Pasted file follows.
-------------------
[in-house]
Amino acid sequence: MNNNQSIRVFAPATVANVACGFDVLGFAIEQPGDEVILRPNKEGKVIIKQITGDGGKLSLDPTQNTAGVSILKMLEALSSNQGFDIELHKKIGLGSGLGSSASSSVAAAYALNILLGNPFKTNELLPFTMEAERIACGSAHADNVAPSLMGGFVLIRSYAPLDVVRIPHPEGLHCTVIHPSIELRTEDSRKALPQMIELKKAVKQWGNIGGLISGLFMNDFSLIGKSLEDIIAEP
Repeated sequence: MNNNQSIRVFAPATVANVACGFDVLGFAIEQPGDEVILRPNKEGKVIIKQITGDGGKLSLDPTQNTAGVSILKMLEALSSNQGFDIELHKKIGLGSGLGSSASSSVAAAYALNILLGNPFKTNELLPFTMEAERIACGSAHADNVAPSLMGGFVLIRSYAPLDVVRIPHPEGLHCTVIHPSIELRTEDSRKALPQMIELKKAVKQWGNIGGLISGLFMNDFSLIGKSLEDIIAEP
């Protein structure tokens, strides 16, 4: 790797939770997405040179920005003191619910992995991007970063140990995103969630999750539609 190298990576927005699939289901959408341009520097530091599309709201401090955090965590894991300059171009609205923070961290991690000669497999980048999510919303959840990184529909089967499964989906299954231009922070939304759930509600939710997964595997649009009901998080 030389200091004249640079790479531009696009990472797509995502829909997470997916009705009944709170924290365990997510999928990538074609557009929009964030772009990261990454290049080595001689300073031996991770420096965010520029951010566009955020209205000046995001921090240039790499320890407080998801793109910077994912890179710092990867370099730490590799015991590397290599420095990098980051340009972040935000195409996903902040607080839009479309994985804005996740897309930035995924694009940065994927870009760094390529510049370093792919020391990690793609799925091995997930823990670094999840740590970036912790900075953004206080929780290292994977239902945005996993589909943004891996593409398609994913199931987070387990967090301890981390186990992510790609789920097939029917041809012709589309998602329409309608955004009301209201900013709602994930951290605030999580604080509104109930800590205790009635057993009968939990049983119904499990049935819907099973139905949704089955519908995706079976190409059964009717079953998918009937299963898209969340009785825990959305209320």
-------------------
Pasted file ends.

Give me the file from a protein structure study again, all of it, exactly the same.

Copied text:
[in-house]
Amino acid sequence: MNNNQSIRVFAPATVANVACGFDVLGFAIEQPGDEVILRPNKEGKVIIKQITGDGGKLSLDPTQNTAGVSILKMLEALSSNQGFDIELHKKIGLGSGLGSSASSSVAAAYALNILLGNPFKTNELLPFTMEAERIACGSAHADNVAPSLMGGFVLIRSYAPLDVVRIPHPEGLHCTVIHPSIELRTEDSRKALPQMIELKKAVKQWGNIGGLISGLFMNDFSLIGKSLEDIIAEP
Repeated sequence: MNNNQSIRVFAPATVANVACGFDVLGFAIEQPGDEVILRPNKEGKVIIKQITGDGGKLSLDPTQNTAGVSILKMLEALSSNQGFDIELHKKIGLGSGLGSSASSSVAAAYALNILLGNPFKTNELLPFTMEAERIACGSAHADNVAPSLMGGFVLIRSYAPLDVVRIPHPEGLHCTVIHPSIELRTEDSRKALPQMIELKKAVKQWGNIGGLISGLFMNDFSLIGKSLEDIIAEP
């Protein structure tokens, strides 16, 4: 790797939770997405040179920005003191619910992995991007970063140990995103969630999750539609 190298990576927005699939289901959408341009520097530091599309709201401090955090965590894991300059171009609205923070961290991690000669497999980048999510919303959840990184529909089967499964989906299954231009922070939304759930509600939710997964595997649009009901998080 030389200091004249640079790479531009696009990472797509995502829909997470997916009705009944709170924290365990997510999928990538074609557009929009964030772009990261990454290049080595001689300073031996991770420096965010520029951010566009955020209205000046995001921090240039790499320890407080998801793109910077994912890179710092990867370099730490590799015991590397290599420095990098980051340009972040935000195409996903902040607080839009479309994985804005996740897309930035995924694009940065994927870009760094390529510049370093792919020391990690793609799925091995997930823990670094999840740590970036912790900075953004206080929780290292994977239902945005996993589909943004891996593409398609994913199931987070387990967090301890981390186990992510790609789920097939029917041809012709589309998602329409309608955004009301209201900013709602994930951290605030999580604080509104109930800590205790009635057993009968939990049983119904499990049935819907099973139905949704089955519908995706079976190409059964009717079953998918009937299963898209969340009785825990959305209320």